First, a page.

When we first meet puppet Paul Bunyan, the narrators (Robert Amico and Sullivan Mackintosh) inform us that he can fit a whole moose in his pocket. Right on cue, an ingenious miniature moose puppet nuzzles its way through the forest of tiny trees erected across the stage at the Mister Theater. Paul creeps out from the cave he lives in, lunges for the moose—and misses.
If The Tall Tales of Paul Bunyan were a different flavor of family theatre, I might have given in to my impulse to shout, "Put it in your pocket!" But no such audience participation was invited, and after a silent chase sequence that left the attention of the children in the audience wandering, the moose escaped.
The Tall Tales of Paul Bunyan features charming puppetry whose cleverness the script never quite matches. It slips into the awkward gap between children's theatre and adult fare, lacking the pace or punch required to really engage children, but also avoids the complexity that would pull in adults.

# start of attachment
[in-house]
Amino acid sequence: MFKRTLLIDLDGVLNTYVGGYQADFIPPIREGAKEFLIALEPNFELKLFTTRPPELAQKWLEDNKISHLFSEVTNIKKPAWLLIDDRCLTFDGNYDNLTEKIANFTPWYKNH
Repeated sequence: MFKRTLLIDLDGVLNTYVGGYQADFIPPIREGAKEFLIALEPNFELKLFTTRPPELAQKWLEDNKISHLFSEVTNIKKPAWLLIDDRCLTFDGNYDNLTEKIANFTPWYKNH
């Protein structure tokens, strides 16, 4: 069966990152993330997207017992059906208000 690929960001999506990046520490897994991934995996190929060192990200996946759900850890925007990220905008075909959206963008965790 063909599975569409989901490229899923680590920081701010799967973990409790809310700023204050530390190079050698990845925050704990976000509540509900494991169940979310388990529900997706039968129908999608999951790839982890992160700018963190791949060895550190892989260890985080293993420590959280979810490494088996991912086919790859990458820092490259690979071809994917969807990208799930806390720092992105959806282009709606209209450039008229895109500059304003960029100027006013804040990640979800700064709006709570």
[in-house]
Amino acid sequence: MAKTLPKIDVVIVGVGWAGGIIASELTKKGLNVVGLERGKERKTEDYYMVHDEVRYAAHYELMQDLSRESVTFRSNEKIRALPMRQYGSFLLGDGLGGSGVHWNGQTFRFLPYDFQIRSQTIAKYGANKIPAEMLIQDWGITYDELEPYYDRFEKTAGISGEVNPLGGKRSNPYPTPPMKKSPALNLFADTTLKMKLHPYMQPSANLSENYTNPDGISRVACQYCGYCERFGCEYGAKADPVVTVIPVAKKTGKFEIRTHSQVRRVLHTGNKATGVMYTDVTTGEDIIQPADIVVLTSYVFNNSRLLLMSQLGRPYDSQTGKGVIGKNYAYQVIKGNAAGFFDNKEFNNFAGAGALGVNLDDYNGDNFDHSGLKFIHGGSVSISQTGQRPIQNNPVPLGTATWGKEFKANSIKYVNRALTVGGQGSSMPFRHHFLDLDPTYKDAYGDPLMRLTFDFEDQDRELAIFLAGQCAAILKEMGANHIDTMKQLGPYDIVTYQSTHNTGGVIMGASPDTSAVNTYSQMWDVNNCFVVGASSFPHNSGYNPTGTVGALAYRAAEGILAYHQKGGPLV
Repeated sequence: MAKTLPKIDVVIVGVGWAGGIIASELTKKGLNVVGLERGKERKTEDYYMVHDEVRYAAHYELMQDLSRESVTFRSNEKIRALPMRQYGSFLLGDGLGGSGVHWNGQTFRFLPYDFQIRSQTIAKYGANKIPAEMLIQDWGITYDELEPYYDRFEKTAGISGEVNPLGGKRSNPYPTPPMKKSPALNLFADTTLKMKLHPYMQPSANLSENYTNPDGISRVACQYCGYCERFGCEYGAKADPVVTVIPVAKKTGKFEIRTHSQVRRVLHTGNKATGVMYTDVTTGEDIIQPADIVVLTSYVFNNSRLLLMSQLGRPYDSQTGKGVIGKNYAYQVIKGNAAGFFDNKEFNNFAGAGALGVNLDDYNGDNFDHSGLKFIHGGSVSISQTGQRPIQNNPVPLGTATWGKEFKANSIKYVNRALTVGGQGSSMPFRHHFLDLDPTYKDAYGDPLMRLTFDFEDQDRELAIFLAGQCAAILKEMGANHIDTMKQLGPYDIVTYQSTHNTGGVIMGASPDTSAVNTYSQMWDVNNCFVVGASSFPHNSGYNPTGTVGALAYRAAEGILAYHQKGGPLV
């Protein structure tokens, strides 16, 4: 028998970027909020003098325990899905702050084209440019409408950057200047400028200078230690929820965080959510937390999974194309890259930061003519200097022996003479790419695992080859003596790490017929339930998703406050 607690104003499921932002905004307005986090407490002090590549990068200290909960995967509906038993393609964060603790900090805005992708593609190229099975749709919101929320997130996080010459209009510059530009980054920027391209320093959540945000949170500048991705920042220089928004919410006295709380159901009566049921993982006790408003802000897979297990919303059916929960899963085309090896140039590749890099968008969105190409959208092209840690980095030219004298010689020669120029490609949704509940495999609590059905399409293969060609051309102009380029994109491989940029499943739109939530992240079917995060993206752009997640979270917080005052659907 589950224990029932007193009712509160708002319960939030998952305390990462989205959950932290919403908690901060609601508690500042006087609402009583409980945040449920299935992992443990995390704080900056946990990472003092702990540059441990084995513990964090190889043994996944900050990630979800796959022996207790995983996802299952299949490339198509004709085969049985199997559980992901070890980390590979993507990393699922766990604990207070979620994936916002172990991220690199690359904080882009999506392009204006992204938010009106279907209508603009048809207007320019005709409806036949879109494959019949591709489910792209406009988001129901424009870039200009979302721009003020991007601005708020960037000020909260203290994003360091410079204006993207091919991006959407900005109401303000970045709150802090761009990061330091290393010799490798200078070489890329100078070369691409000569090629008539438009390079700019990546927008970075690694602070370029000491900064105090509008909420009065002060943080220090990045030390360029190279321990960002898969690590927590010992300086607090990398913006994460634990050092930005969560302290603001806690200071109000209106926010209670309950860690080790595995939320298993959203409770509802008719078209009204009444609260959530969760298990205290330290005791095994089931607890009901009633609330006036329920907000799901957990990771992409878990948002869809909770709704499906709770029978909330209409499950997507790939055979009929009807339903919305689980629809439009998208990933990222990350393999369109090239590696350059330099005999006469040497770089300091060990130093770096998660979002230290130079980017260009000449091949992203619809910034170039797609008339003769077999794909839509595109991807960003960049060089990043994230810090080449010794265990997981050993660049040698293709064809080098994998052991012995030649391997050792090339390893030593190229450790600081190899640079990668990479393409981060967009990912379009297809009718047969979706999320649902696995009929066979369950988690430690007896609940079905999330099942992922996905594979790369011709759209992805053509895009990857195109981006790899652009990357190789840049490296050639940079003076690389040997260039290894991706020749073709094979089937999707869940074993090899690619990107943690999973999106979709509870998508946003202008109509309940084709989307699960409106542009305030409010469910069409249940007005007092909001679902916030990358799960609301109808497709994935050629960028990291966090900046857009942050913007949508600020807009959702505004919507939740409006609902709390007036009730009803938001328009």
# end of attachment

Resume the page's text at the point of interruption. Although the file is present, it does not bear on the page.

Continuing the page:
However, the puppets (designed by Amico, who co-wrote the script with director Keziah Peterson) are really lovely, crafted in a Bunraku-inspired style and expressively handled by the show's four actors (Amico, Mackintosh, Platon Hogan, and Daniel Considine). They provide a delightful way of depicting staples of the Paul Bunyan legend like Babe the Blue Ox, the expansive timber forests that Paul labors to chop down, and Paul's size in comparison to the ordinary humans they meet.
While moments like the moose are endearing, it's a shame such ingenuity isn't applied to bringing to life some of Bunyan's most famous adventures: digging the Grand Canyon, stamping out the Thousand Lakes, or his larger-than-life pancake griddle—that the play only alludes to.
It's possible Bunyan fans will find more to sink their teeth into here, but at the very least, Amico's designs and the company's work are worth a look.